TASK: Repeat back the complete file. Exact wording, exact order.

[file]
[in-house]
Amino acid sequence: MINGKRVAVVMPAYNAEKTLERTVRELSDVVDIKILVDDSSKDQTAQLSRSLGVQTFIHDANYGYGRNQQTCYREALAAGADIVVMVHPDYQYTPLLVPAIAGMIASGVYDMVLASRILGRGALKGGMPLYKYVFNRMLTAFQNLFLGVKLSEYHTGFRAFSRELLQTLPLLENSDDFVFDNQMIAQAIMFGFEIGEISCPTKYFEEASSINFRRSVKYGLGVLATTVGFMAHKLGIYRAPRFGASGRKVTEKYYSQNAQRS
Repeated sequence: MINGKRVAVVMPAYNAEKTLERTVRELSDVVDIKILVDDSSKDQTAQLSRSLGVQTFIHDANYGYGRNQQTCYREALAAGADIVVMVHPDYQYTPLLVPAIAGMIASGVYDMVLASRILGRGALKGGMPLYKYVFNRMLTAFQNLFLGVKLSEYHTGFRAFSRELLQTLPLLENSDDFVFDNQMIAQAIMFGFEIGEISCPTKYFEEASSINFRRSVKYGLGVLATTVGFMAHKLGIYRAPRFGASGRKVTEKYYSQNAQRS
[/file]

[in-house]
Amino acid sequence: MINGKRVAVVMPAYNAEKTLERTVRELSDVVDIKILVDDSSKDQTAQLSRSLGVQTFIHDANYGYGRNQQTCYREALAAGADIVVMVHPDYQYTPLLVPAIAGMIASGVYDMVLASRILGRGALKGGMPLYKYVFNRMLTAFQNLFLGVKLSEYHTGFRAFSRELLQTLPLLENSDDFVFDNQMIAQAIMFGFEIGEISCPTKYFEEASSINFRRSVKYGLGVLATTVGFMAHKLGIYRAPRFGASGRKVTEKYYSQNAQRS
Repeated sequence: MINGKRVAVVMPAYNAEKTLERTVRELSDVVDIKILVDDSSKDQTAQLSRSLGVQTFIHDANYGYGRNQQTCYREALAAGADIVVMVHPDYQYTPLLVPAIAGMIASGVYDMVLASRILGRGALKGGMPLYKYVFNRMLTAFQNLFLGVKLSEYHTGFRAFSRELLQTLPLLENSDDFVFDNQMIAQAIMFGFEIGEISCPTKYFEEASSINFRRSVKYGLGVLATTVGFMAHKLGIYRAPRFGASGRKVTEKYYSQNAQRS